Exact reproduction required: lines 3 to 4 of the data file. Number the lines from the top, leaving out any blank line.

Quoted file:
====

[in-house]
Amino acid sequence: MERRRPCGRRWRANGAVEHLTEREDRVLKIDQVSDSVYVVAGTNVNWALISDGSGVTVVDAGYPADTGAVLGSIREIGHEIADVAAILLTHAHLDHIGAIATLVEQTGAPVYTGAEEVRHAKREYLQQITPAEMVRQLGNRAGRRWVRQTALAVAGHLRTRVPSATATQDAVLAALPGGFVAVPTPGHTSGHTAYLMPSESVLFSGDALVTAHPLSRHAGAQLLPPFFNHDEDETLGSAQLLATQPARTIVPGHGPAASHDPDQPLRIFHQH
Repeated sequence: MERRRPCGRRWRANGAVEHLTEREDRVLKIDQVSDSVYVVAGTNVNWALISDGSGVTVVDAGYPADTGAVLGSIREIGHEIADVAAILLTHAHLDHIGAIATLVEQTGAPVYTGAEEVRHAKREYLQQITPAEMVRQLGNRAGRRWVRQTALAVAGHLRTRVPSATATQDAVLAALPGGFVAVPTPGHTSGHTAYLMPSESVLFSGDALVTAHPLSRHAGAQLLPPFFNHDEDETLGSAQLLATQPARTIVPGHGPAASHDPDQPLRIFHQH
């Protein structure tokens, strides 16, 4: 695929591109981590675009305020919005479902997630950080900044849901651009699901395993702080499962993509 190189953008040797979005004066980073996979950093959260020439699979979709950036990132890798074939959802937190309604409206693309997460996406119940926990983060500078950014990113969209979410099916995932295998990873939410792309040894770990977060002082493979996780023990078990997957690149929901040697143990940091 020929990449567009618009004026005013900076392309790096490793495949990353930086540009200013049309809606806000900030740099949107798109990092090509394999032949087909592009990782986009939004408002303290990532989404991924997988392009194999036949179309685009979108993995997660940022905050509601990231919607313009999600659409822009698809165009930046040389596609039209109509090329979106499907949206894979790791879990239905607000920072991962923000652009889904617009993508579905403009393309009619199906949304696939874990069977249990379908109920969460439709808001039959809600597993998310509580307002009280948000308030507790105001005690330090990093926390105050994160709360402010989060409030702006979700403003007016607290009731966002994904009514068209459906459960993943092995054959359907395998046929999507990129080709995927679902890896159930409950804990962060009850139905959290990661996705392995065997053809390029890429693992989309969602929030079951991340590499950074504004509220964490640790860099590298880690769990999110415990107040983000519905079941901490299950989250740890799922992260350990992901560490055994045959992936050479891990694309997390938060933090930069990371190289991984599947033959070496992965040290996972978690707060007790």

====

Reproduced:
Repeated sequence: MERRRPCGRRWRANGAVEHLTEREDRVLKIDQVSDSVYVVAGTNVNWALISDGSGVTVVDAGYPADTGAVLGSIREIGHEIADVAAILLTHAHLDHIGAIATLVEQTGAPVYTGAEEVRHAKREYLQQITPAEMVRQLGNRAGRRWVRQTALAVAGHLRTRVPSATATQDAVLAALPGGFVAVPTPGHTSGHTAYLMPSESVLFSGDALVTAHPLSRHAGAQLLPPFFNHDEDETLGSAQLLATQPARTIVPGHGPAASHDPDQPLRIFHQH
């Protein structure tokens, strides 16, 4: 695929591109981590675009305020919005479902997630950080900044849901651009699901395993702080499962993509 190189953008040797979005004066980073996979950093959260020439699979979709950036990132890798074939959802937190309604409206693309997460996406119940926990983060500078950014990113969209979410099916995932295998990873939410792309040894770990977060002082493979996780023990078990997957690149929901040697143990940091 020929990449567009618009004026005013900076392309790096490793495949990353930086540009200013049309809606806000900030740099949107798109990092090509394999032949087909592009990782986009939004408002303290990532989404991924997988392009194999036949179309685009979108993995997660940022905050509601990231919607313009999600659409822009698809165009930046040389596609039209109509090329979106499907949206894979790791879990239905607000920072991962923000652009889904617009993508579905403009393309009619199906949304696939874990069977249990379908109920969460439709808001039959809600597993998310509580307002009280948000308030507790105001005690330090990093926390105050994160709360402010989060409030702006979700403003007016607290009731966002994904009514068209459906459960993943092995054959359907395998046929999507990129080709995927679902890896159930409950804990962060009850139905959290990661996705392995065997053809390029890429693992989309969602929030079951991340590499950074504004509220964490640790860099590298880690769990999110415990107040983000519905079941901490299950989250740890799922992260350990992901560490055994045959992936050479891990694309997390938060933090930069990371190289991984599947033959070496992965040290996972978690707060007790």